Ernestine Hayes: Voices in the “Wilderness”

I recently sat on a panel of artists who were invited to share how our identities and our work have been shaped by the Alaska landscape. I’m most often surprised and flattered when I’m asked to participate in that sort of event, and in addition to the honor of seeing my name alongside the names of successful, prominent others, I am always moved to contemplate the panel’s initial purpose, in this case, how has landscape shaped my work and my identity?

I’m aware of the good fortune that resides in the circumstances of my birth. As the only child of an always-broke, eighth-grade-educated single mother in the territory of Alaska, I was taken along to Hawk Inlet and Douglas canneries, left to explore the beach’s minnows, encouraged to feed the ever-present seagulls, left free to roam Juneau’s streets, left unsupervised to crawl through abandoned tunnels and to swim in the warm green pools formed by mine tailings piled high on the beach alongside the road to Thane.

On those days and weeks and months when my tubercular mother was in and out of Juneau and Seward public health hospitals, it was my grandmother who gave me care and who taught me my place in the world. The brown bear was my cousin and was also my mother’s grandfather. My own grandfather was the Taku wind. Owls and spiders carried messages. Life was everywhere.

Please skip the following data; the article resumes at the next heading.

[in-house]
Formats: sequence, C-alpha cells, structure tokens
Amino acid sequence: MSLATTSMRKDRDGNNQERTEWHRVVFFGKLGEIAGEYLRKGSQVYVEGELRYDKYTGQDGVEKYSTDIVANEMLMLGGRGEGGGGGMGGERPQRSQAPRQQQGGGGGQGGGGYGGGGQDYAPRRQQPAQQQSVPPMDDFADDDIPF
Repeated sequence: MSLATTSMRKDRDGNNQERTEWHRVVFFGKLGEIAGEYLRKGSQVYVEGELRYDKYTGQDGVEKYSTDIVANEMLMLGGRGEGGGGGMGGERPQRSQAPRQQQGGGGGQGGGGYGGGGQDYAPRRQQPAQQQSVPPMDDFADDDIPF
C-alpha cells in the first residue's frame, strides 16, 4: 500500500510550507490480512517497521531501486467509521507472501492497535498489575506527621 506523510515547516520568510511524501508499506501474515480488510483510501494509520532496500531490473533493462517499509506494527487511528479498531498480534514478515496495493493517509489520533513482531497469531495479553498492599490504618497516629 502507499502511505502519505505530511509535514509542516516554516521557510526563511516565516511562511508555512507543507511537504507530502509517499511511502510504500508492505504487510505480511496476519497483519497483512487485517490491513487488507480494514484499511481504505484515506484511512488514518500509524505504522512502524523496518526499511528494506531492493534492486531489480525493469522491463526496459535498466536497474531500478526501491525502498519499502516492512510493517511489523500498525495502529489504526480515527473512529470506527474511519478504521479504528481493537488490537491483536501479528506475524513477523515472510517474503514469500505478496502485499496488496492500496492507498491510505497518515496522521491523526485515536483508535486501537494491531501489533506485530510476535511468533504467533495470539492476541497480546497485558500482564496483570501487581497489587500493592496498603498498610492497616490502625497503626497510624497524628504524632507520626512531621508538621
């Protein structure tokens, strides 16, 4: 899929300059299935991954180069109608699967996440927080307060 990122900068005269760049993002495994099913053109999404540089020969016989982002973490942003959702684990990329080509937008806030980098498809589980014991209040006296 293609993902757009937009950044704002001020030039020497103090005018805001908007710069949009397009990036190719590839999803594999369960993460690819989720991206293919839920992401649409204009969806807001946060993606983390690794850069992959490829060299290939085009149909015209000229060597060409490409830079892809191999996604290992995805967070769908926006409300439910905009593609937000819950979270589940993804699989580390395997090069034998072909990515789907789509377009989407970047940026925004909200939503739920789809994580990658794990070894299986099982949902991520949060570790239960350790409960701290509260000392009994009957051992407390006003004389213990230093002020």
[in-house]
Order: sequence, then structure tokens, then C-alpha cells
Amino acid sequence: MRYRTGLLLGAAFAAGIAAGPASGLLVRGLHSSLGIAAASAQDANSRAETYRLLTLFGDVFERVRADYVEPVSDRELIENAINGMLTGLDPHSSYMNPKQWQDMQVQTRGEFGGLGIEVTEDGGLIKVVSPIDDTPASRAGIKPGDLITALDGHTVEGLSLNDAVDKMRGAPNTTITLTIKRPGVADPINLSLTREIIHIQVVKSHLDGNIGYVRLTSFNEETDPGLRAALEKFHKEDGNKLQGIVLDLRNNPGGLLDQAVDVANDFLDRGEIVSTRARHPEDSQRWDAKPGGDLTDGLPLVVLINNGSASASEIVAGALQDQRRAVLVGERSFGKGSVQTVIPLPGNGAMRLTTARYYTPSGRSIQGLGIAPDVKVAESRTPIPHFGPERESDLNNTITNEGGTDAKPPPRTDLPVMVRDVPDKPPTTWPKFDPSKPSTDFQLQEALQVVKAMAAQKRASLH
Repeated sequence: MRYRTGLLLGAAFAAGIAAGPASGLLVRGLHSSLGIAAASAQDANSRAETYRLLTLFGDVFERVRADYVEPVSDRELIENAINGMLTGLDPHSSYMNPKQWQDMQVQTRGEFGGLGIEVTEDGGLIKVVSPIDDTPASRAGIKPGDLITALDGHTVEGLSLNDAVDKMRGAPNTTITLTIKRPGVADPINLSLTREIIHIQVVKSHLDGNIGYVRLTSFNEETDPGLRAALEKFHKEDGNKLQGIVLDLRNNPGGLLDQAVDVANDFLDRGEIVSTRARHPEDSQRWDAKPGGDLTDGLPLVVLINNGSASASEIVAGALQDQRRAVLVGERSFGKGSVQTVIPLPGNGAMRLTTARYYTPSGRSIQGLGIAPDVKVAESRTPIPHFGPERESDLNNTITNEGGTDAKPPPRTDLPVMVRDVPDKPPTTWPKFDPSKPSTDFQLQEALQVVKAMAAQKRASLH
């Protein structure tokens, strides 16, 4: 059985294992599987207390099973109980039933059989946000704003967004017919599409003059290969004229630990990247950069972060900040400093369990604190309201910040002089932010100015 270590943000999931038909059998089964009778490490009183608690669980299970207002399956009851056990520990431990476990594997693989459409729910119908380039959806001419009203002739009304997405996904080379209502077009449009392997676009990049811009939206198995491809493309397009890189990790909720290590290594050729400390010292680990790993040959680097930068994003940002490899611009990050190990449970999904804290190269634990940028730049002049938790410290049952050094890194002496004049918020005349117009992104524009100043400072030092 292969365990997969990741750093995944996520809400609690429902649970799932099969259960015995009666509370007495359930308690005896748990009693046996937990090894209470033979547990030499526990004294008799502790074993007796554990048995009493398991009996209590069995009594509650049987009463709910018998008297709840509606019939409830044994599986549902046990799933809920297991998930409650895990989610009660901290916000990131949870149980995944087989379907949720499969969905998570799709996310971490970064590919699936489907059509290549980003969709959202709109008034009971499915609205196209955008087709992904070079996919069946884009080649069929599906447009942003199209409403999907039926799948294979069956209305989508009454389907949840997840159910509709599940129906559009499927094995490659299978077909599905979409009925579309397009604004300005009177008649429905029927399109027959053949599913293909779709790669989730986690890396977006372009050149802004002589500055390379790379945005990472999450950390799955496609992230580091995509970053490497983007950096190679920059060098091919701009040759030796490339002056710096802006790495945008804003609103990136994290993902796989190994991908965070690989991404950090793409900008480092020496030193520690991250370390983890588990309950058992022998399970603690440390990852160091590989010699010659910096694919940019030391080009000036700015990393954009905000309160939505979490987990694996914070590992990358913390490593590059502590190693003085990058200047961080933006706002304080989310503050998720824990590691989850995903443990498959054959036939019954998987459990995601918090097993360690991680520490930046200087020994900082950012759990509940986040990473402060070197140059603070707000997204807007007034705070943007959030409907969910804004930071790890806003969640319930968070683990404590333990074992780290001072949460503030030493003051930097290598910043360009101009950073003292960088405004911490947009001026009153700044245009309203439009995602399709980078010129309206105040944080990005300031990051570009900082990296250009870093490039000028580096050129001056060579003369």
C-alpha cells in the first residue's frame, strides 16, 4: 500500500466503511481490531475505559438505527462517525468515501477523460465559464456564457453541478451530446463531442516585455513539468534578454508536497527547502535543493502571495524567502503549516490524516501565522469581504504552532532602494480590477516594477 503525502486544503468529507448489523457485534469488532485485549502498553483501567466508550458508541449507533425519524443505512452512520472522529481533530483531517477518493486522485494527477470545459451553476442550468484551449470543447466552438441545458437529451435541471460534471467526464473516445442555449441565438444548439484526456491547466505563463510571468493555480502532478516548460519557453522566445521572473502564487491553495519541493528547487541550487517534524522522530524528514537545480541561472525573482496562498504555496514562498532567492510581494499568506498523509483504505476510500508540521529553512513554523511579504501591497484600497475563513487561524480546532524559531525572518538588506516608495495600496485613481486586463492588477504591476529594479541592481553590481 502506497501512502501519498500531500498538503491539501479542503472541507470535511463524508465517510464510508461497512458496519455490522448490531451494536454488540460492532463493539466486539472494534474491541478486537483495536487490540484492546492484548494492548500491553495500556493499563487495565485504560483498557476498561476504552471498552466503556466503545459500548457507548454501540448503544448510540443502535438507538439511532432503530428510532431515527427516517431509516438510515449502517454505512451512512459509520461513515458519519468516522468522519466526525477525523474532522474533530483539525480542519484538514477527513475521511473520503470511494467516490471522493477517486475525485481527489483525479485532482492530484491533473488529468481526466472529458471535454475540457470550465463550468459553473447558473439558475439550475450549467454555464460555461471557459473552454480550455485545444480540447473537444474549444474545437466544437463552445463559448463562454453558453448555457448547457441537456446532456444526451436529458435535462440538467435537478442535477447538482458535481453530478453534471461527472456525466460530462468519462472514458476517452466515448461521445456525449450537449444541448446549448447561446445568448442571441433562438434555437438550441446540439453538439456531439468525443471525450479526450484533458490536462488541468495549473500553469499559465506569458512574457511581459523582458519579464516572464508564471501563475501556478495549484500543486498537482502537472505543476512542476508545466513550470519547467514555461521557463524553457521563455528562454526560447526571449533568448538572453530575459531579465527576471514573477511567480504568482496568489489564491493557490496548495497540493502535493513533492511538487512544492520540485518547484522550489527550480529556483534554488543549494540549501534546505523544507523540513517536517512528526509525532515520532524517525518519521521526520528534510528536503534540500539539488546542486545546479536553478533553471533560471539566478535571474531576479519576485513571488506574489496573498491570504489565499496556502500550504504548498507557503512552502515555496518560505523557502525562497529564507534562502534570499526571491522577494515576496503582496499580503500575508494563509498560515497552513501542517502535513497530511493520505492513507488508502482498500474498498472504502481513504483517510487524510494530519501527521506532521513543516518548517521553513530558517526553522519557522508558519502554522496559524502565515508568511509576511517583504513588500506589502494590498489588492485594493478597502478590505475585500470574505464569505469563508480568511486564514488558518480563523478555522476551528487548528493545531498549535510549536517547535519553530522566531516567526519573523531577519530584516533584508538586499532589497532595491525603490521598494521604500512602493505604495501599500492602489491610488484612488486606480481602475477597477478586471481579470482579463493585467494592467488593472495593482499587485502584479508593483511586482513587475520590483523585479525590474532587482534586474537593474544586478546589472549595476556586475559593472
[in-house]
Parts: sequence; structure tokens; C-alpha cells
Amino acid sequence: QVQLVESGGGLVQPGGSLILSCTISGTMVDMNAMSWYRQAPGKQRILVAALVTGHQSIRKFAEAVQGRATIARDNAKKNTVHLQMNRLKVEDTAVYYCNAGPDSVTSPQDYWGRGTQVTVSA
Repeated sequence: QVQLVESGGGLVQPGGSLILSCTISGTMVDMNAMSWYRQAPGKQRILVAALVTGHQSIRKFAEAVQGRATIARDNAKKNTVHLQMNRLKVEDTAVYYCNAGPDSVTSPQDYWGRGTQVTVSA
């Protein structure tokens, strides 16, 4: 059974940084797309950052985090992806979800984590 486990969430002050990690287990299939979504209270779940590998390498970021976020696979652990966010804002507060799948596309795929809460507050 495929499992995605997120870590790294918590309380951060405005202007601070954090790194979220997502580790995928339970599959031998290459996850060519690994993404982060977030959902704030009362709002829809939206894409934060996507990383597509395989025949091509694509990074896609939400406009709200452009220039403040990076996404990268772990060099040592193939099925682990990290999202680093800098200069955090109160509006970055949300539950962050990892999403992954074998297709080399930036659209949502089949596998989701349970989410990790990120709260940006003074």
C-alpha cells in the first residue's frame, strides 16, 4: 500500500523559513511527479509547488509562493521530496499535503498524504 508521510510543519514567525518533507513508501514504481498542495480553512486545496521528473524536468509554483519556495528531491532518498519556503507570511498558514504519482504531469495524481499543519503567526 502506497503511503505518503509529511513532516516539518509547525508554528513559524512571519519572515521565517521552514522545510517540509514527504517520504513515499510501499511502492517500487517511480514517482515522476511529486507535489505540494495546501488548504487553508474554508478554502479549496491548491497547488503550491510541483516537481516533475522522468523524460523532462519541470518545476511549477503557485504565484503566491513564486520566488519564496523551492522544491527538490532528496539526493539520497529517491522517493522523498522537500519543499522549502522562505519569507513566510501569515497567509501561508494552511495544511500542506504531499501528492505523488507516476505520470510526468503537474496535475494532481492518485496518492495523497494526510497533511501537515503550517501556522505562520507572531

My position in the world was unmistakable: my desire for life was no greater and no less than any other. Thanks to those messages from my grandmother, which were borne out by my own experiences, I learned my place in the world. That place was part of what people call landscape. That landscape emerges from the land.

The part of my identity that I’ve just described, the part that comes so easily to mind, the part that was formed in my earliest, self-shaping years, rises unambiguously from the land. As I thought about the differences between land and landscape and about other ways that landscape and land have shaped identity, it became clear that my identity and my work are shaped by the colonialism that covets the land and appropriates the landscape.

In my first book, Blonde Indian, an Alaska Native Memoir, the character who later becomes known as Old Tom is given advice by his father. “Our land,” Tom’s father tells him. “Our forest. Our fish. Our stories.” Tom’s father goes on to warn him about one thing. “Remember, boy,” Tom’s father says. “Whatever they do to the land they’ll do to us.”

The land is shaped by bureaucratic definition. By institutional bias. By confinement and isolation. We fence the land and declare it wilderness. We pave roads to access its splendor. We call it good.

Writers sometimes ask how to include an Indigenous voice in their stories, their columns, their novels. I have to confess that I don’t know. Replacing an Indigenous voice with one’s own is clearly not the answer, although many people justify that choice. Pretending to be an Indigenous writer is also not the way to go, although too many people allow that to happen. Ignoring Indigenous presence is also far too common among writers. All I can usually say is this: there’s no good way out of a bad situation, and colonialism has brought us to a bad situation.